Senior Geology major Juliana Olsen-Valdez in front of the Sustainable Lawrence University Garden (SLUG) and the broader Appleton landscape. Photo by Larissa Davis
This column intends to find out what it means to be empathetic, strive for understanding and to document fulfillment in action by having conversations with students working on Senior Experience Projects at Lawrence on how they are using their studies and passions as tools to create.
Through four years studying at Lawrence University, students often willingly place themselves out of their comfort zones to experience learning in new and engaging ways. As they do, students can find themselves embracing new struggles that can, at times, appear daunting. These new struggles have the capability to shape the values and understandings of Lawrentians. In this light, struggle has the capability to shape and to reform. Just as people are changed by the challenges they find themselves in, rocks can go through a similar process, at least that connection might be made by students like senior Geology major Juliana Olsen-Valdez.
Olsen-Valdez also values the broad amount of opportunity geology provides to students who are looking to forge science-based careers for themselves. On this subject, Olsen-Valdez stated, “Geology is very interdisciplinary. Depending on what you focus on, you can incorporate many different scientific aspects into your studies in geology. If you like physics or chemistry more, you can delve into that. If you like working with people more, you can go into an environmental science focus in geology. I’m still trying to figure out exactly what I want to do in that realm. But I do know that I love geology.”
Olsen-Valdez started off at Lawrence wanting to study biology, and went through several shifts throughout the various science departments at Lawrence before finally feeling at home in the Geology Department. When she found it, she knew she had come across her perfect fit. “I loved it,” Olsen-Valdez stated as she described what it was like to take her first geology course. “We talked about climate change, we talked about human factors of the earth. We talked about the massive time scale, like 4.55 billion years that the earth has been changing and evolving without us and how we make up the smallest amount of a sliver on the time scale of that frame. I think that’s so amazing. Geology is a perfect mix of the broad connective study that I was looking for, but also incorporating the environment and everything I liked about science and math.”
When Olsen-Valdez looks at a rock, she doesn’t just see a rock, but is also excited by the possibility of that rock’s story. Olsen-Valdez elaborated on this as she stated, “It’s really cool to think about how you can look at one rock and understand the environment that that rock had to form in or how old that rock is. Or how other events have overprinted the history of that rock. You know, it’s so easy to anthropomorphize rocks. Being an Introductory Geology tutor, I realize that when I’m talking about rocks, I am talking about them like people with goals in life going through struggles of metamorphism, but I think it’s something that everyone can related to in a way, being a citizen on the earth.”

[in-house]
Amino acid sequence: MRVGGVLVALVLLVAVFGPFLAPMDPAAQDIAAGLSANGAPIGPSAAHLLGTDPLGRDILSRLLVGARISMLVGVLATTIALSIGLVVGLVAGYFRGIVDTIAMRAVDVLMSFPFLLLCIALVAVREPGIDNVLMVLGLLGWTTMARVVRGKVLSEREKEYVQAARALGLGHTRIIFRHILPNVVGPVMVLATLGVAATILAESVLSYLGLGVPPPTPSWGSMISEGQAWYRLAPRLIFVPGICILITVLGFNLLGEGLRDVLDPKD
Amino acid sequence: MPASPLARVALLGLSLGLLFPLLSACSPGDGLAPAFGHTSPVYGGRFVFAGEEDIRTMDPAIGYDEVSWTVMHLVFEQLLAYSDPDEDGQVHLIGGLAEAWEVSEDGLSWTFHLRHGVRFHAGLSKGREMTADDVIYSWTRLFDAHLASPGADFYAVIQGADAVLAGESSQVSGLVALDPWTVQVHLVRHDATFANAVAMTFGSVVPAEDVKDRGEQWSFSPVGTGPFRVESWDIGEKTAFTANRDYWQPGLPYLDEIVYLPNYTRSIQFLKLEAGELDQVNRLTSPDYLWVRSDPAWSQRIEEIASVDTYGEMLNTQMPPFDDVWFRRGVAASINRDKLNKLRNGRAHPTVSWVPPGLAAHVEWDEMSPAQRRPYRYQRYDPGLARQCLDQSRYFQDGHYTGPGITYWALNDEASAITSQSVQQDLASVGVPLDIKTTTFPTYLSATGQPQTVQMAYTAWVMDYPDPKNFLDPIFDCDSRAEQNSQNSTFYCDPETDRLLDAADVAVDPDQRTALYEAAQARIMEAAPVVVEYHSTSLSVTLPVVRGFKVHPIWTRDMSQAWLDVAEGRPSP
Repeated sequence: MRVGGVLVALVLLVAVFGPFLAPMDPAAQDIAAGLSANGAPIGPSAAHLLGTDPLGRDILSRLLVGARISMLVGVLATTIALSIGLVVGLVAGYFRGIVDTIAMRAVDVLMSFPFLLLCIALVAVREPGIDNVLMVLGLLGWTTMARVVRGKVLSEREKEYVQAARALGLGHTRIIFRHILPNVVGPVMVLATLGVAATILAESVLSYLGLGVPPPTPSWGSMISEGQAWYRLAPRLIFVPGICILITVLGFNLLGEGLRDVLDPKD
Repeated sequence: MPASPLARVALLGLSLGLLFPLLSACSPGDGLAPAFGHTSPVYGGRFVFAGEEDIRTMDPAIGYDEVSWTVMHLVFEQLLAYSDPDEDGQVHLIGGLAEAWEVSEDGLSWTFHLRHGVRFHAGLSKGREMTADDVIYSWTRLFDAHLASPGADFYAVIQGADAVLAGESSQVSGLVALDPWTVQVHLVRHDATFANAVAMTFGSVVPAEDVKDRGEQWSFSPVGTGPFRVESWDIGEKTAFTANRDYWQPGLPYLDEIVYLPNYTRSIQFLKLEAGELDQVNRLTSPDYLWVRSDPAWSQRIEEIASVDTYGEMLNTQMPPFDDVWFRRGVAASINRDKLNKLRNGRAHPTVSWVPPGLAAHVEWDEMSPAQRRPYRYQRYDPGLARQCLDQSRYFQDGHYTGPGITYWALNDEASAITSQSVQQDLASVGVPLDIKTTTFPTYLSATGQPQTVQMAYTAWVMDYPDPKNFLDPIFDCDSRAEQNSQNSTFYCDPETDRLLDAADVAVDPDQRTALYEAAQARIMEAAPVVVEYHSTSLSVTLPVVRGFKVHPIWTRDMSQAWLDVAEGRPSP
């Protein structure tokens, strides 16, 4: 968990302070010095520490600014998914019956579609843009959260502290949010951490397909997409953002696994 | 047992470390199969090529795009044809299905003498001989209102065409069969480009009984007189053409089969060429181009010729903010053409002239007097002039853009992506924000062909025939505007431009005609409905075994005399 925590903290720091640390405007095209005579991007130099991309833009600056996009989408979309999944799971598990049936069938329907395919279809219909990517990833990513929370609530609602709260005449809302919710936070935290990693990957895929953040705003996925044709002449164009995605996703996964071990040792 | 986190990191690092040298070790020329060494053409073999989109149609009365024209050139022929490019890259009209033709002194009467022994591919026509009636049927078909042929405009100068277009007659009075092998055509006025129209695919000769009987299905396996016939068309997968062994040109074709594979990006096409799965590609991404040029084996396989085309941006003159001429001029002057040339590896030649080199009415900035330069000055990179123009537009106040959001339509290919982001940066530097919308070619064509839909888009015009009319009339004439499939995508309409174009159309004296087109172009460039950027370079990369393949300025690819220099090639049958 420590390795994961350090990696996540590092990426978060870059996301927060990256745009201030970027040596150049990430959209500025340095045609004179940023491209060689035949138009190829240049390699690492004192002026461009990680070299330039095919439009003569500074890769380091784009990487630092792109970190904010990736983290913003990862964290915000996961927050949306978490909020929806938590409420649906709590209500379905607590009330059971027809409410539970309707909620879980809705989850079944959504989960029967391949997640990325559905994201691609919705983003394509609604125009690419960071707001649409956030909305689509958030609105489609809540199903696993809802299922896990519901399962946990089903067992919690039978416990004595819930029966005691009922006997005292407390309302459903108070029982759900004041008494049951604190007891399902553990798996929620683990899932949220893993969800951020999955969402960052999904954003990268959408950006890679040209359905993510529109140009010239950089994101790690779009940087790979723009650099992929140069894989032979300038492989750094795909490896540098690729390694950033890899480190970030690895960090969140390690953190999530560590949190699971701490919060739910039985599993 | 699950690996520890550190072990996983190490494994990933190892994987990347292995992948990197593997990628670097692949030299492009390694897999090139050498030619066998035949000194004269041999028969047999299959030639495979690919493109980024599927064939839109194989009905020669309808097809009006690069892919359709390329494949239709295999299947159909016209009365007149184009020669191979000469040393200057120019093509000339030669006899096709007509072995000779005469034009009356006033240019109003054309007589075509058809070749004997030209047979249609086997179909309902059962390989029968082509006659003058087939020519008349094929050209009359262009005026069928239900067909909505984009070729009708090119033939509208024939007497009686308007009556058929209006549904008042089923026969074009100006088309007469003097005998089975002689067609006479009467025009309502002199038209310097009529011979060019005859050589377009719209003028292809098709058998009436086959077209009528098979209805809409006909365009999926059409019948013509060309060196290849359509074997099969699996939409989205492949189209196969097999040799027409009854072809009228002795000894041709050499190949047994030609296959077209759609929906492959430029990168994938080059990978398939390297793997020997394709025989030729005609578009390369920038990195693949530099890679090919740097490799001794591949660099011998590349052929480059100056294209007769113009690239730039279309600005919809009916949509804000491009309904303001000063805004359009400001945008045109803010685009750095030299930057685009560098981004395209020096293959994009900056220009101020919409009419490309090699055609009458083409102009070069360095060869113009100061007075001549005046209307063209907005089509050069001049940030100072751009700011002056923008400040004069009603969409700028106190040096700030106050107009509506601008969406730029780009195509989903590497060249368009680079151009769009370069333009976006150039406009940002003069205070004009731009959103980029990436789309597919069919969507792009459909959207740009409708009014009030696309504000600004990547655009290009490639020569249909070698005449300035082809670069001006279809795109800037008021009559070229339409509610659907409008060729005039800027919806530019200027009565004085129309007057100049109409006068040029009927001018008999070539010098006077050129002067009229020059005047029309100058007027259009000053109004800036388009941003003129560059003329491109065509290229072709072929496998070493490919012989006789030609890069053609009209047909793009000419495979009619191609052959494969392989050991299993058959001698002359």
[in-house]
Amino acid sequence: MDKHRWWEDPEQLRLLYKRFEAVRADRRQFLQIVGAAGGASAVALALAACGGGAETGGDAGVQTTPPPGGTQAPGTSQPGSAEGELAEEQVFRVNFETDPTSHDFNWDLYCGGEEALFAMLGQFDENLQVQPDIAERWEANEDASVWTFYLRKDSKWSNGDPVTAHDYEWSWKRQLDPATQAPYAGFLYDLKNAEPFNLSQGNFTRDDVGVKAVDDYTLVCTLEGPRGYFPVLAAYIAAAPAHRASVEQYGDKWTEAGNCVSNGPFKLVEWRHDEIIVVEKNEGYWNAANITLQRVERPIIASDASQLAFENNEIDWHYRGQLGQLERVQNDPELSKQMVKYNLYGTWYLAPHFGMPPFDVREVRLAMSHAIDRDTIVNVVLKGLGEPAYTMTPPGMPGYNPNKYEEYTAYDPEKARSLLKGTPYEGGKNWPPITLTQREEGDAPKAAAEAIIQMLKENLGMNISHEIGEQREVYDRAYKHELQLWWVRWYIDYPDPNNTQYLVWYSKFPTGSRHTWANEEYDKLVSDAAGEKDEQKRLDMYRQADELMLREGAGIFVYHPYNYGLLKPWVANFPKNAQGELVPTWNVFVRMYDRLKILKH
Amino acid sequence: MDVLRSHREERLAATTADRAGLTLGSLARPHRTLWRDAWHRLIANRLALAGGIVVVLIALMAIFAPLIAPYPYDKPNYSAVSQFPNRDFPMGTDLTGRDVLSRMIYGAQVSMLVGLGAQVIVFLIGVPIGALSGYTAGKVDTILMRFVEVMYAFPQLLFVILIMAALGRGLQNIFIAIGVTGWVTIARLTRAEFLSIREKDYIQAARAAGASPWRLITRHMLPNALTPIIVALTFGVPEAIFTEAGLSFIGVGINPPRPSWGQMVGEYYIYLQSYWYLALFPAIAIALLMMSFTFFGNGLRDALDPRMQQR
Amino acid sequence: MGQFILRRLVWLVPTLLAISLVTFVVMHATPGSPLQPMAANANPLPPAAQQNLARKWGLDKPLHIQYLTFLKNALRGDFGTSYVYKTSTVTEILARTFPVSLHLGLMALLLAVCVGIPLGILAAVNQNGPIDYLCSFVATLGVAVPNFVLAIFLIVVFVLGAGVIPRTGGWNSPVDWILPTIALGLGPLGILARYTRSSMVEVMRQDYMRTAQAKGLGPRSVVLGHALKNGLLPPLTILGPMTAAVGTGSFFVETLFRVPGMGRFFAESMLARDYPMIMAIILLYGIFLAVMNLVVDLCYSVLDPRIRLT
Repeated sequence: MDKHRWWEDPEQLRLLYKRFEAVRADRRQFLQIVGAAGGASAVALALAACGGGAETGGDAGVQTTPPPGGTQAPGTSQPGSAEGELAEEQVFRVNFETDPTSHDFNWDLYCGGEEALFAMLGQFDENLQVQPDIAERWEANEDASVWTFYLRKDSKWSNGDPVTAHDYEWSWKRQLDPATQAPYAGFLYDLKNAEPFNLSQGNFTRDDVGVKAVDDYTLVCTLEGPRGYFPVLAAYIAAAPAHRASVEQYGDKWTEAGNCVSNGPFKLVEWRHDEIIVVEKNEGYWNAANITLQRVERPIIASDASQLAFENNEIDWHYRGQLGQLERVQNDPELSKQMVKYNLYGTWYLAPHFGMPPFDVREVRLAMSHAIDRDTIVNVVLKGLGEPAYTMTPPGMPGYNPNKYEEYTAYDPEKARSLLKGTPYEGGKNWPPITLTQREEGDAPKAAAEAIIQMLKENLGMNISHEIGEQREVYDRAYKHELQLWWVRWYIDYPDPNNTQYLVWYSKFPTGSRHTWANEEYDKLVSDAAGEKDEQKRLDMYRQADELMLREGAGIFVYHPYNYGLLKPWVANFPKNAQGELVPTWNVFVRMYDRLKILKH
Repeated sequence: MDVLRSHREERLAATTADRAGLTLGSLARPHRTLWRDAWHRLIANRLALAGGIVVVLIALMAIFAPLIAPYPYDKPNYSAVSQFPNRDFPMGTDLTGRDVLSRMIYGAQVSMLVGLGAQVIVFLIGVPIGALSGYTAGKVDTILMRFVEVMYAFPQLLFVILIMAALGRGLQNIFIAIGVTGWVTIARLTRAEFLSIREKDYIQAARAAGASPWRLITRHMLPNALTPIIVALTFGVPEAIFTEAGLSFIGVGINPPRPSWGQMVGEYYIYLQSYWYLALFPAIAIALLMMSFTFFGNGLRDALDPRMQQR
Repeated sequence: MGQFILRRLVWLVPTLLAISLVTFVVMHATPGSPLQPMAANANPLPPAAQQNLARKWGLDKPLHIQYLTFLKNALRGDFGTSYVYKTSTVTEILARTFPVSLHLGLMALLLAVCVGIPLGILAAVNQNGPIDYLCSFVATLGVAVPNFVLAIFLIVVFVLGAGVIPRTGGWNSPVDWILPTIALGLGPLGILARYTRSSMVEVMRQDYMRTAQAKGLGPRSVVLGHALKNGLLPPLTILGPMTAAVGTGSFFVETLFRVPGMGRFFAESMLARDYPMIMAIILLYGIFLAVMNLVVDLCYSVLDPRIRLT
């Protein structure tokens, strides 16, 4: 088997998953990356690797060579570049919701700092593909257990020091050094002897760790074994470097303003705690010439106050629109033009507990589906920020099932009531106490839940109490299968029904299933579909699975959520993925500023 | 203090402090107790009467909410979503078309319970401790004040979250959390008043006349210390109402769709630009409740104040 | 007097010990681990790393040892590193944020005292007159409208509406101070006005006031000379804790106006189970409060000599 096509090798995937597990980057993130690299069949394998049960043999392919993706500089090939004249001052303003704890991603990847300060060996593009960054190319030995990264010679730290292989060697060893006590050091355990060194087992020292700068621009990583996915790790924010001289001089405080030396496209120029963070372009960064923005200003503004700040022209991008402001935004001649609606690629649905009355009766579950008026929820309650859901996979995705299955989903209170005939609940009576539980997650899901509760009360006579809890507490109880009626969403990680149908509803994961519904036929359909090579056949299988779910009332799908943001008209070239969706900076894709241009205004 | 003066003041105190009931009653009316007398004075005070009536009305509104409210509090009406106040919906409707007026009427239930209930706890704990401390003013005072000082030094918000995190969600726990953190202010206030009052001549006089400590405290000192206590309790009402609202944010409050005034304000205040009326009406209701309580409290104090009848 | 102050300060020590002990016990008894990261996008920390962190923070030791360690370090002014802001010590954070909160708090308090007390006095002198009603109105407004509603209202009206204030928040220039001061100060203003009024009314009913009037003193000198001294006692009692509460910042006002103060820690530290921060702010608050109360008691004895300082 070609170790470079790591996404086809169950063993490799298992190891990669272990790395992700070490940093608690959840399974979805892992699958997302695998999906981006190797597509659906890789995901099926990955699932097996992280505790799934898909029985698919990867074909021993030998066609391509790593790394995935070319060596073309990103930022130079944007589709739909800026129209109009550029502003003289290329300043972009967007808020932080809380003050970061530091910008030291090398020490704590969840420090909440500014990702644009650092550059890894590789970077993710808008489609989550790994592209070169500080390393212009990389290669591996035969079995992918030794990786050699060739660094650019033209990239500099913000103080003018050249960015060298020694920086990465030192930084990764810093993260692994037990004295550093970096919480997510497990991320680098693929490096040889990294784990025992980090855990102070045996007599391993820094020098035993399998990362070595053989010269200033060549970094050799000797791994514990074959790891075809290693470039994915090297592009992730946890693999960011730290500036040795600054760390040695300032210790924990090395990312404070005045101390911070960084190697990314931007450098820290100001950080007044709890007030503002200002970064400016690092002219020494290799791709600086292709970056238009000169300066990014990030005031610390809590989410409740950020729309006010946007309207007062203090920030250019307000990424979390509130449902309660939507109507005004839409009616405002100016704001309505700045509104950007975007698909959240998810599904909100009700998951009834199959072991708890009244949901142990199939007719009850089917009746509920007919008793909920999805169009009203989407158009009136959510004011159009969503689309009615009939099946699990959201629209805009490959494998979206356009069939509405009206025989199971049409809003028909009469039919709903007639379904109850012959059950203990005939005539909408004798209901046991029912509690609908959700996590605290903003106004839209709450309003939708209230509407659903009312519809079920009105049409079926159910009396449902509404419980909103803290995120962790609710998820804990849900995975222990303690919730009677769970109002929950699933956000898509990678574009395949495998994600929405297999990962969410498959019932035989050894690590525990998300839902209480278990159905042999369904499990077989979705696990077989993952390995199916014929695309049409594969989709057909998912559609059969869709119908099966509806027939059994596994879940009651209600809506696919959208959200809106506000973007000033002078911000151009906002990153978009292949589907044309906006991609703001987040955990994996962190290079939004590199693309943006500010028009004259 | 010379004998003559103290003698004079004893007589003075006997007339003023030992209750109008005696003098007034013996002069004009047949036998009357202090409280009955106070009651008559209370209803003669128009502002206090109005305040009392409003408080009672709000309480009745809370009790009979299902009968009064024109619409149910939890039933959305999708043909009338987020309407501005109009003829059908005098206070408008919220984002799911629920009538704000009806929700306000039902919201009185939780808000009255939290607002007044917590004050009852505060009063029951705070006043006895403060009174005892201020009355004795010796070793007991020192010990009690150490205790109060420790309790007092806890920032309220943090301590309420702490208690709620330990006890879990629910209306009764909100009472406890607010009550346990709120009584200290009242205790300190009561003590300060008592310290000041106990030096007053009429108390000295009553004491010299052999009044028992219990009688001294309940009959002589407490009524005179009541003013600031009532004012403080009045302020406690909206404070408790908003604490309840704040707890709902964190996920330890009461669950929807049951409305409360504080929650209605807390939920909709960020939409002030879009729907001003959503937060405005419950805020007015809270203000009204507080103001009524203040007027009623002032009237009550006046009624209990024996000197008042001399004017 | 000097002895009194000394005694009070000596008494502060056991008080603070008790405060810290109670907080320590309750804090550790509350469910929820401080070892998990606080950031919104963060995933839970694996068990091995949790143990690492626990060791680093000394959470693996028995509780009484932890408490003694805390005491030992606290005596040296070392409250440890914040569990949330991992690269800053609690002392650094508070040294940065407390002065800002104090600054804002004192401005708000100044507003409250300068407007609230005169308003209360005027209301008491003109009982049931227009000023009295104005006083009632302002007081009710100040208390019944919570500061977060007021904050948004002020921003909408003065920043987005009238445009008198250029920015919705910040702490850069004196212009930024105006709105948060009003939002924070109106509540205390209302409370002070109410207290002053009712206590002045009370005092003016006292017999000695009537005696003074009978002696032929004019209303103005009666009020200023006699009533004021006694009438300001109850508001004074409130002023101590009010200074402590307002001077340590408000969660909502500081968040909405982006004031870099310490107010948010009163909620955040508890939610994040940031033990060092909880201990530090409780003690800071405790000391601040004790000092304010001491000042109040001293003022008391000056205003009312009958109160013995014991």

Olsen-Valdez is already developing and working on her Senior Experience Project centered on a site near Björklunden called Brussels Hill. Olsen Valdez stated, “My advisor Marcia Bjornerud and I secured funding to drill 330 feet into the ground at this quarry on top of Brussels Hill where there are many deformed rocks. And people were thinking it might have been caused by impact, like a meteor had hit and ground up all the rocks. But some of the characteristics that we think of when we think of impact structure just didn’t fit. We couldn’t find them at the site. So, the next step was to look beyond the surface and go under to get an idea of what the rock looks like underground.”
This understanding sparked Olsen-Valdez’s curiosity and has inspired her senior project committed to understanding what has truly caused these deformed rocks. “My project is working to characterize all of that rock into specific categories to try to figure out if there are certain trends we see as depth increases,” Olsen Valdez explained. “Because it’s possible it might have been caused by intrusion activity. This would be like magma coming up from very deep depths and deforming the rock that way. It’s interesting because we know what we see at Brussels, but we don’t know what happened. We really have to add up everything, have these working hypotheses and slowly try to uncover the mystery. I’m kind of like a rock detective.”
When Olsen-Valdez is not sleuthing through rocks for her research project, serving as a Teacher’s Assistant in intro geology classes or leading as co-president of the Geology Club here on campus, she takes most joy in spending time outside, appreciating the rock she spends so much of her time studying, the earth. Olsen-Valdez stated, “I try to spend at least a little bit of time outside every day. Because I feel like I need the fresh air, I need to be looking at trees or something. Connecting back to the earth. It sounds so cheesy, but I feel like I’m a very holistically and geologically driven person. I feel like moving my body outside helps to me stay grounded. (Literally).”